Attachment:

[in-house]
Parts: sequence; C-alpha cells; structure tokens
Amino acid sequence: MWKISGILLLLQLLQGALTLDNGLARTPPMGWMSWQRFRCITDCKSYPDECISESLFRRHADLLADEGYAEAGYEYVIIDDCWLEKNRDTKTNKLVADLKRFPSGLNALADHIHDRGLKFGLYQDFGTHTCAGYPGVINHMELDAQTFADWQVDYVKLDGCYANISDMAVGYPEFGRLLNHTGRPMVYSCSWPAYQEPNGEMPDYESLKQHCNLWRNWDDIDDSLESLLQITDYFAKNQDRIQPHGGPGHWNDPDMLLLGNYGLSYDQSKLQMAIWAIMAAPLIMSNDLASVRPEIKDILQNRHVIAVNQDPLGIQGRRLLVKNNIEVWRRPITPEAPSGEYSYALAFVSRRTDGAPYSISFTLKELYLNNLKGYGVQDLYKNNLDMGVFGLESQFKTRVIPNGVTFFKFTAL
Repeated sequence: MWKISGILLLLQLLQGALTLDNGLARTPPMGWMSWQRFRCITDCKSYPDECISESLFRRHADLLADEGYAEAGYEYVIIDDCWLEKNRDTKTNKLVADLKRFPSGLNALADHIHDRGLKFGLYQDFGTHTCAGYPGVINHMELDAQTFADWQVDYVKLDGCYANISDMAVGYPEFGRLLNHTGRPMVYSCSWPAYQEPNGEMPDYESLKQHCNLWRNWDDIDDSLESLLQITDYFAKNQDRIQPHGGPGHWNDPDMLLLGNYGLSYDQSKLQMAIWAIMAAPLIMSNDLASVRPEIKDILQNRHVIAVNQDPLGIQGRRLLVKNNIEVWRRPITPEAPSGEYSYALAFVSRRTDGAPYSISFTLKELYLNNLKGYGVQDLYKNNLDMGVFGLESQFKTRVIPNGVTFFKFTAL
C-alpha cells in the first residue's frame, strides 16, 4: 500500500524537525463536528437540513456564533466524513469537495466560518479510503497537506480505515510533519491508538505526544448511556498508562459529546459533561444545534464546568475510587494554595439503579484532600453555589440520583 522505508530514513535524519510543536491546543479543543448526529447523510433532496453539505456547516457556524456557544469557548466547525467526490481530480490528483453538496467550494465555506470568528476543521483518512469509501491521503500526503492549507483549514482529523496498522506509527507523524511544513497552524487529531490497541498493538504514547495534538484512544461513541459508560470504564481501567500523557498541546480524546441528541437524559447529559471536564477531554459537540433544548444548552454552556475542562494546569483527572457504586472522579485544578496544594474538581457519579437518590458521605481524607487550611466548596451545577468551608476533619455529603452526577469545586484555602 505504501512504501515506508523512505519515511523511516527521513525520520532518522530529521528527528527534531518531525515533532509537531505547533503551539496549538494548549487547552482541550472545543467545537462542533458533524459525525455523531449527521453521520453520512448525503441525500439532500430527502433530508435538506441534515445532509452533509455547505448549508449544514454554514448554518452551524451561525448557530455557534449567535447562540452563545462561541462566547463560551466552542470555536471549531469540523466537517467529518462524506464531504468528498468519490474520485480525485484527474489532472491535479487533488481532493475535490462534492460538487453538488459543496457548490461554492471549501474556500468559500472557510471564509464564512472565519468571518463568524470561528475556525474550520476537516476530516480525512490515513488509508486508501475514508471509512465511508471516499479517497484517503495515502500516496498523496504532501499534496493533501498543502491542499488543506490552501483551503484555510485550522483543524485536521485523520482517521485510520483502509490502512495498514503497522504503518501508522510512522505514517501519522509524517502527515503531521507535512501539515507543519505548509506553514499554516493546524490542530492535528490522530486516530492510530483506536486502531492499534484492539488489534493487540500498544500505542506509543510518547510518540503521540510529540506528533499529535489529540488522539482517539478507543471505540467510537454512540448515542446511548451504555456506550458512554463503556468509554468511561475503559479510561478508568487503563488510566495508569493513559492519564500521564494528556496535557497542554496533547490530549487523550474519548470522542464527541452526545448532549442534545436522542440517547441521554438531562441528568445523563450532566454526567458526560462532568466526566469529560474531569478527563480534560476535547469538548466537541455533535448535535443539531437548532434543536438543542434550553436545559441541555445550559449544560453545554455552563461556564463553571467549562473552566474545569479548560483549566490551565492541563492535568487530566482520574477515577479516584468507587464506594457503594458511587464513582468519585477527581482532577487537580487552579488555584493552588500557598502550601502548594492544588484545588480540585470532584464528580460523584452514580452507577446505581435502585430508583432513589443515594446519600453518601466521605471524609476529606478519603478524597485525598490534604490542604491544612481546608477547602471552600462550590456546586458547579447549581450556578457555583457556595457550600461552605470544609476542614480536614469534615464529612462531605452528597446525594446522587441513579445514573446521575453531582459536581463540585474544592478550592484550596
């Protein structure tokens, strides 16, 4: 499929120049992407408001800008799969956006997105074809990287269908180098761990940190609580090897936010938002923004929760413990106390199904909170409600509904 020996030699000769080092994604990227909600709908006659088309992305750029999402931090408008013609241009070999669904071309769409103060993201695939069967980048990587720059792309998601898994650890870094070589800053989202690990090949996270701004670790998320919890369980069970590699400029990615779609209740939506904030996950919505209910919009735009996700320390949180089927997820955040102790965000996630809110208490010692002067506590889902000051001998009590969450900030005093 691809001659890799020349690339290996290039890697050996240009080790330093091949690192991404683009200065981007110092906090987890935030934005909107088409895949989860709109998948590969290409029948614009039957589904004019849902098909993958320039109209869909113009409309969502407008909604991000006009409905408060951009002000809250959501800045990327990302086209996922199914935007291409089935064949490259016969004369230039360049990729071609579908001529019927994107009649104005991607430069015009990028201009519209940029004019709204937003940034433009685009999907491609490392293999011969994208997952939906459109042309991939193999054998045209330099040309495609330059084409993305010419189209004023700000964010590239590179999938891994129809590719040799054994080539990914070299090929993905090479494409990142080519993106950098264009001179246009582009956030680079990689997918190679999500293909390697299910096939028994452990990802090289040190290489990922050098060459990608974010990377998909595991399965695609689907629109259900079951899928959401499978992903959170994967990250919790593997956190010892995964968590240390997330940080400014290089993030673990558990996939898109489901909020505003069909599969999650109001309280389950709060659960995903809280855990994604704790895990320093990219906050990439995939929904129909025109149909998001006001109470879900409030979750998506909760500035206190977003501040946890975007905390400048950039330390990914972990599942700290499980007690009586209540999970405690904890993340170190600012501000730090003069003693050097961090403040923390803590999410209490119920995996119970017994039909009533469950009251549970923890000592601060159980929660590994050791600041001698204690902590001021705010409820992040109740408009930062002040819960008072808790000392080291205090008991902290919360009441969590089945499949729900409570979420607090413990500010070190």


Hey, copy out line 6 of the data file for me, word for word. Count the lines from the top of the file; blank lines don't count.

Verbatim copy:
């Protein structure tokens, strides 16, 4: 499929120049992407408001800008799969956006997105074809990287269908180098761990940190609580090897936010938002923004929760413990106390199904909170409600509904 020996030699000769080092994604990227909600709908006659088309992305750029999402931090408008013609241009070999669904071309769409103060993201695939069967980048990587720059792309998601898994650890870094070589800053989202690990090949996270701004670790998320919890369980069970590699400029990615779609209740939506904030996950919505209910919009735009996700320390949180089927997820955040102790965000996630809110208490010692002067506590889902000051001998009590969450900030005093 691809001659890799020349690339290996290039890697050996240009080790330093091949690192991404683009200065981007110092906090987890935030934005909107088409895949989860709109998948590969290409029948614009039957589904004019849902098909993958320039109209869909113009409309969502407008909604991000006009409905408060951009002000809250959501800045990327990302086209996922199914935007291409089935064949490259016969004369230039360049990729071609579908001529019927994107009649104005991607430069015009990028201009519209940029004019709204937003940034433009685009999907491609490392293999011969994208997952939906459109042309991939193999054998045209330099040309495609330059084409993305010419189209004023700000964010590239590179999938891994129809590719040799054994080539990914070299090929993905090479494409990142080519993106950098264009001179246009582009956030680079990689997918190679999500293909390697299910096939028994452990990802090289040190290489990922050098060459990608974010990377998909595991399965695609689907629109259900079951899928959401499978992903959170994967990250919790593997956190010892995964968590240390997330940080400014290089993030673990558990996939898109489901909020505003069909599969999650109001309280389950709060659960995903809280855990994604704790895990320093990219906050990439995939929904129909025109149909998001006001109470879900409030979750998506909760500035206190977003501040946890975007905390400048950039330390990914972990599942700290499980007690009586209540999970405690904890993340170190600012501000730090003069003693050097961090403040923390803590999410209490119920995996119970017994039909009533469950009251549970923890000592601060159980929660590994050791600041001698204690902590001021705010409820992040109740408009930062002040819960008072808790000392080291205090008991902290919360009441969590089945499949729900409570979420607090413990500010070190």